He joined President Johnson’s Science Advisory Board in the mid-1960s, as the Apollo program prepared to land astronauts on the moon in 1969. That year, President Nixon appointed him Director of the Bureau of Standards, a position he held until he left the United States in 1972, IBM.
He was IBM’s chief scientist until 1986, during which time the company built components for the space shuttle, built computer mainframes and entered the personal computer market to compete with rivals such as Apple and Tandy.
In 1980, Dr. Branscomb became Chairman of the National Science Council, which develops National Science Foundation policy and advises Congress and the President. He held this position until 1984.
Dr. Branscomb left IBM to become a professor and director of the Science, Technology and Public Policy Program at Harvard University’s John F. Kennedy School of Government. He has also served on the boards of directors of companies such as Mobil and General Foods.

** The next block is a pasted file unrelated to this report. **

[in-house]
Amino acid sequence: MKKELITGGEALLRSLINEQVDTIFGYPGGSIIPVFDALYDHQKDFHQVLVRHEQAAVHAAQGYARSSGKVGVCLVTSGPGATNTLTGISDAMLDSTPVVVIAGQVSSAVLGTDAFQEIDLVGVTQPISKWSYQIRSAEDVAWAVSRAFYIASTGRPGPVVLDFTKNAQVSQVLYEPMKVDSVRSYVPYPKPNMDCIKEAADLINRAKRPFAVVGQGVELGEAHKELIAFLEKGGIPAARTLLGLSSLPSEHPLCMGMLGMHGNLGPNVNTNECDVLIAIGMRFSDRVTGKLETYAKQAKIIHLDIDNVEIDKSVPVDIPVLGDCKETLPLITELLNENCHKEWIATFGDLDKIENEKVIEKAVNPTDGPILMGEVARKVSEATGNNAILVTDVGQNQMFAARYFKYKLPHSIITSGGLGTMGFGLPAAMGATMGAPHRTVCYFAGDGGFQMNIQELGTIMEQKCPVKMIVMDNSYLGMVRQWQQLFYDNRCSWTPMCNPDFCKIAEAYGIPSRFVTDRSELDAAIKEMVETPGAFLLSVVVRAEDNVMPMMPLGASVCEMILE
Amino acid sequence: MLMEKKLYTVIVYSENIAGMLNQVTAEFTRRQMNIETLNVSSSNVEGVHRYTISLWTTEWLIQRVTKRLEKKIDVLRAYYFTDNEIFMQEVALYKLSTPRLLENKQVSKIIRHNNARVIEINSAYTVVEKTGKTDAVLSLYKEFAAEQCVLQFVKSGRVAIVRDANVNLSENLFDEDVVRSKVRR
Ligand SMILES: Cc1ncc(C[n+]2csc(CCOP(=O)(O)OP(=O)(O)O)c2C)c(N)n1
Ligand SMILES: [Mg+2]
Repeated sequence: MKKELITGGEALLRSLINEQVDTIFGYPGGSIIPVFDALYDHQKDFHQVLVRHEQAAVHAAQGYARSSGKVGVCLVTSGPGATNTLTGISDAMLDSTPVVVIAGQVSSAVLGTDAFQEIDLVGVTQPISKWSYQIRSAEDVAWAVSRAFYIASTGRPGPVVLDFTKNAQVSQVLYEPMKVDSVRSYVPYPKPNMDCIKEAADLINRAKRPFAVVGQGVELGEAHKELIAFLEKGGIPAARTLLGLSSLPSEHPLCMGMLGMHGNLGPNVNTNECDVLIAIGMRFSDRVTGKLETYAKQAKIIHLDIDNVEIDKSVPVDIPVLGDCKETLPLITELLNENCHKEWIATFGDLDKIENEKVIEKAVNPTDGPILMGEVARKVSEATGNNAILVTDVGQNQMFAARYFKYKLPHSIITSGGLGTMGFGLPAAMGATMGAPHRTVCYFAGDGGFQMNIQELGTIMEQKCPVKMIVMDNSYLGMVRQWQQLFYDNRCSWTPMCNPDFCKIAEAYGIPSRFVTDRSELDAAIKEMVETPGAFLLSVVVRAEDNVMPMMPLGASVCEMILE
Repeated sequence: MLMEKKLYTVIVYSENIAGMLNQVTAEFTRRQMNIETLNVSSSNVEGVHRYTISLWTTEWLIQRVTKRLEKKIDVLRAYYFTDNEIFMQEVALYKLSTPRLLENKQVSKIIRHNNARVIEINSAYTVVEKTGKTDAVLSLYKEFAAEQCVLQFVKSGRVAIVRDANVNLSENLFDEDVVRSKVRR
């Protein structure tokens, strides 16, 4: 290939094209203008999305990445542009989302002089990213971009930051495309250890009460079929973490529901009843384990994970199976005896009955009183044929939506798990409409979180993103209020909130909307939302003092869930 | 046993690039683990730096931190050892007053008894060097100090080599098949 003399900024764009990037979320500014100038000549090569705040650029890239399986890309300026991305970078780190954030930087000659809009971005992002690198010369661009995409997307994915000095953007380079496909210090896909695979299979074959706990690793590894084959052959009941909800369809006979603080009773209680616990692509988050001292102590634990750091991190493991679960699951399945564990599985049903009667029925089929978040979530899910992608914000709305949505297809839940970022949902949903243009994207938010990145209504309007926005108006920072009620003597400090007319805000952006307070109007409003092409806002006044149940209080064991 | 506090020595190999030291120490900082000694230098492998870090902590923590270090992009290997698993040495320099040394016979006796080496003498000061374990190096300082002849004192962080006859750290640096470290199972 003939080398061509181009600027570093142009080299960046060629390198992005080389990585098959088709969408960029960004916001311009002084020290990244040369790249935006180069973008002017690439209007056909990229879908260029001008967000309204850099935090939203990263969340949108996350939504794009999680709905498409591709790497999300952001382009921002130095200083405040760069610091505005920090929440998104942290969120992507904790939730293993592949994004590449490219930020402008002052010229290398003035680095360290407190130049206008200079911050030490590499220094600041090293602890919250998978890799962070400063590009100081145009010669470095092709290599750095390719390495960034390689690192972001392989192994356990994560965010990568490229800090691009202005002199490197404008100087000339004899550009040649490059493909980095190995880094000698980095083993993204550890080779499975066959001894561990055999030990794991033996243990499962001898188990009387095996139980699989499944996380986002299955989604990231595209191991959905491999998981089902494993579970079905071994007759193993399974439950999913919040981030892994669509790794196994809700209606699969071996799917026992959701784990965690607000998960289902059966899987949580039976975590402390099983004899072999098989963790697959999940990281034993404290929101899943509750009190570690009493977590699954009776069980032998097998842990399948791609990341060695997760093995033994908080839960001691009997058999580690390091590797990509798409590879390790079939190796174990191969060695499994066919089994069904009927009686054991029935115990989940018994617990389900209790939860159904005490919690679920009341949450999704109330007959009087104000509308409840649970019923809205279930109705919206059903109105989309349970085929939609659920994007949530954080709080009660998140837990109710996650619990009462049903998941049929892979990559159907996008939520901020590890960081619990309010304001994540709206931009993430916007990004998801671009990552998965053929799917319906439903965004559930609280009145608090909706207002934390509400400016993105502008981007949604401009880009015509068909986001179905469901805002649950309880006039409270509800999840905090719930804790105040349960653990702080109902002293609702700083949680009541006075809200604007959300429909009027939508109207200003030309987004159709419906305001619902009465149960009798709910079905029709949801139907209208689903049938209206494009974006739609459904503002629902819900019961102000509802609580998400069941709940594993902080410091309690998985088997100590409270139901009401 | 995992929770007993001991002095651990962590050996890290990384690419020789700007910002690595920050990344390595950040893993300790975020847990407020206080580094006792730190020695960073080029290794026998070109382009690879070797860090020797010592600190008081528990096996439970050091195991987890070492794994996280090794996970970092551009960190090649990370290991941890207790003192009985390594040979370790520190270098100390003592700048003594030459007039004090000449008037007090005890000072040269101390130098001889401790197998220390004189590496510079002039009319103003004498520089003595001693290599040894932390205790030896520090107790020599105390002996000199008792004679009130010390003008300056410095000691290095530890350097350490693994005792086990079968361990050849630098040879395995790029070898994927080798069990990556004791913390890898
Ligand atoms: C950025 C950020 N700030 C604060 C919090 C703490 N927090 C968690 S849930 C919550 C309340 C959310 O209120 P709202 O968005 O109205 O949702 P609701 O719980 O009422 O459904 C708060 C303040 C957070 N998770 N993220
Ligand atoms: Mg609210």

Books he has authored and edited include Empowering Technology: Implementing U.S. Policy (1993) and Making the Nation Safer: The Role of Science and Technology in Countering Terrorism (2002, with Richard Klausner et al. cooperate).
dr branscomb married Margaret Anne Wells, a lawyer and computer communications specialist in the early 1950s. She died in 1997.
In 2005, he married Constance Hammond Mullin, with whom he lived for many years in the La Jolla neighborhood of San Diego. She outlived him.
In addition to his wife and son, his survivors include daughter KC Kelley; three stepchildren: Stephen J. Mullin, Keith Mullin and Laura Thompson (Laura Thompson); and a granddaughter.
In the preface to Confessions of a Technophile, Dr. Branscomb describes himself as an “incorrigible optimist” who “has been driven throughout his life by a firm belief that the A bright future depends on the judicious and creative use of technology.”
He added in a footnote that he was an optimist not because of logic but because of “assertion.”